Monthly Archives: July 2013

The Fairtrade, Humanely raised, Sustainable, Locally Grown Cellist…hopefully

This writing is interrupting my morning practice session. It was a particularly good session; I was savoring each note of the scales and slides in the Piazzolla Grand Tango and finally discovering exactly how I wanted to execute the glissando slides into the second note of a leap. But flashes of inspiration kept zipping through me like lightening, and I have had the insight from a young age to listen to these calls and to trust them. What emerges often isn’t exactly a perfect poem or piece of prose, but the very authentic voice of my experience, an act of self reflection that synthesizes and makes meaning out of the chaos of my life. I make no assumption that my self narrative has any necessary value to others. I post this in case you are curious. If I were a professional writer, I might edit and polish all of this, but, like my cooking, my writing offers an opportunity for my soul to breath in a moment of improvised, unedited creativity. With no one paying for these words or morsels, I can be unfettered and unburdened by responsibility. So, you can stop reading now if you like, and dinner is not obligatory! It makes no difference to me. This is that joyous for me!

I have time now to pick the daisies of my mind, to admire the day lilies in my yard and savor the abundance of what each moment brings. I love this. I really, really love this!This is the artist in me. The imaginative, colorful, free spirit that has always been there admiring and reflecting on the world with unabashed delight. This is the part of me that tosses together a dish without measuring, Italian style, with dashes and handfuls of this and that, and somehow the flavors are always just right; bold, spicy and full. Or you might find me simmering bones for hours, tasting and adjusting a Vietnamese Pho stew until it has just the right complex combination of dark and bright flavors, anise, cinnamon, lime and chili.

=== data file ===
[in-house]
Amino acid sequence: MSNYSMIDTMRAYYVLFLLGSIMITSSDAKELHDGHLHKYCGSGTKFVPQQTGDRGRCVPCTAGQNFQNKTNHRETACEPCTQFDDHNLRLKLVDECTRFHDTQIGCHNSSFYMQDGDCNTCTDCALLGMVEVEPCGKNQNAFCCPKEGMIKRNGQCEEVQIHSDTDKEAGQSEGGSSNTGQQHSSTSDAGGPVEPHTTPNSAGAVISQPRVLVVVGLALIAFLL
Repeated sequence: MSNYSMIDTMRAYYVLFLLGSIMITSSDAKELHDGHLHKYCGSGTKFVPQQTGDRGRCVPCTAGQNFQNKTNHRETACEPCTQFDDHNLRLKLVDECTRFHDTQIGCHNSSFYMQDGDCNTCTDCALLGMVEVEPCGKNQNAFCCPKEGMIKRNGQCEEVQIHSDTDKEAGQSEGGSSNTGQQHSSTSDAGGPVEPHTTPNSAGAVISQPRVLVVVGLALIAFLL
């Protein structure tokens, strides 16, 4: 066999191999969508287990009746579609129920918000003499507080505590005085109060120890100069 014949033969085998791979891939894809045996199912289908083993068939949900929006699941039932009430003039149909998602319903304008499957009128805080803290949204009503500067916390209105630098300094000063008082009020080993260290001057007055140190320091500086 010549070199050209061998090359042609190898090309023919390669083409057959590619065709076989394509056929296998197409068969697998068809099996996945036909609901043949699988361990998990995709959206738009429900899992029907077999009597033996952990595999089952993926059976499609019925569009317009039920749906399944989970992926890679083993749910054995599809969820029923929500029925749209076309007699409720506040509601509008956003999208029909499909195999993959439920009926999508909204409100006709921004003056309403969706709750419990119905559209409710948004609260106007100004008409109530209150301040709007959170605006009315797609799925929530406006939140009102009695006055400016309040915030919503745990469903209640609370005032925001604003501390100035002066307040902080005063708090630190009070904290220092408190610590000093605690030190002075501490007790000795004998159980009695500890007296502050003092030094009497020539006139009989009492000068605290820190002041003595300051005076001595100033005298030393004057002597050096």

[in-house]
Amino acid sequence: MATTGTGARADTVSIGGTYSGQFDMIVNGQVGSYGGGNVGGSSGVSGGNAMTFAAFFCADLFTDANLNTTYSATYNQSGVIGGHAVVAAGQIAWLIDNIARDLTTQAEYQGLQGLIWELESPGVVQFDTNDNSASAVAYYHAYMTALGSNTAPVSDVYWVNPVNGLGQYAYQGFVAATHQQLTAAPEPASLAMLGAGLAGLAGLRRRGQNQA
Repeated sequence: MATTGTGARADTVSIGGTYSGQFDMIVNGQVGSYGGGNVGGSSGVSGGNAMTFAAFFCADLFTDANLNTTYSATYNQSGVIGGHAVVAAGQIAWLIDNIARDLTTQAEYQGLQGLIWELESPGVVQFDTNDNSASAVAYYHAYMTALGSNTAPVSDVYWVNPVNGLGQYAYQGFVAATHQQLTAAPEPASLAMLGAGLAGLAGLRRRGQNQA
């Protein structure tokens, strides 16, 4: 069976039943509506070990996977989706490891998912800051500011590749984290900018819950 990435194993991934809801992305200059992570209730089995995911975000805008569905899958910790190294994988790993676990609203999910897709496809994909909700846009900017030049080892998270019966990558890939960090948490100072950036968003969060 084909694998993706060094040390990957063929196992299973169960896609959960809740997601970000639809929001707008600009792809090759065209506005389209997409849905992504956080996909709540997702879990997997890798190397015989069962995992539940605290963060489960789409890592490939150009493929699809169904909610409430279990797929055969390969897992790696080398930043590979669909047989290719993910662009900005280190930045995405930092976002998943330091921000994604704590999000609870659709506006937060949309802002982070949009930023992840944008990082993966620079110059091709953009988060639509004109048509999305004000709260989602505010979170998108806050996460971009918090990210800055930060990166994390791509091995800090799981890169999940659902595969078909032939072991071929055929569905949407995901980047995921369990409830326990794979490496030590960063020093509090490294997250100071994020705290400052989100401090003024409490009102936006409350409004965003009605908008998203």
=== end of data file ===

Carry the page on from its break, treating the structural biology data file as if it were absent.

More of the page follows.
And yes, this is the part that savors each note in the sensuous and rhythmically driving sounds of a Tango and could do so for hours upon hours given the luxury. Or that might also wander off into some colorful soul garden and not necessarily come back for a long time. I can be that weird. Which makes grateful that as a musician I am only part artist. I am also equal parts athlete and diplomat. The physical and technical aspect of playing the cello requires repetition, patience and clarity of ideas while the fact that people pay for my playing brings an element of care and intention to my work. And then the fun part is that I get to be with people in my creative moments, I get to search for something universally human in my work. My creativity becomes a bridge, my music a conversation and this is most profound and meaningful at the end of the day.

BUT…the interesting thing I learned this year is that without the artist the diplomat and the athlete become completely pointless. The curse of success. As I have become more engaged in the professional world with an abundance of concerts, I have discovered that the artist is probably the least supported of these three characters in my field, but the most missed when she isn’t there. In a grand effort towards financial viability I performed close to 50 concerts this year. The athletic part of my musicianship thrived and developed. The diplomat too enjoyed the many connections with audiences and colleagues, the publicity and the growth of reputation. But the artist, she suffered. She really suffered! As I stumbled gaunt and exhausted through my final concerts in June I felt depleted in a way I had never experienced before. The curse of success.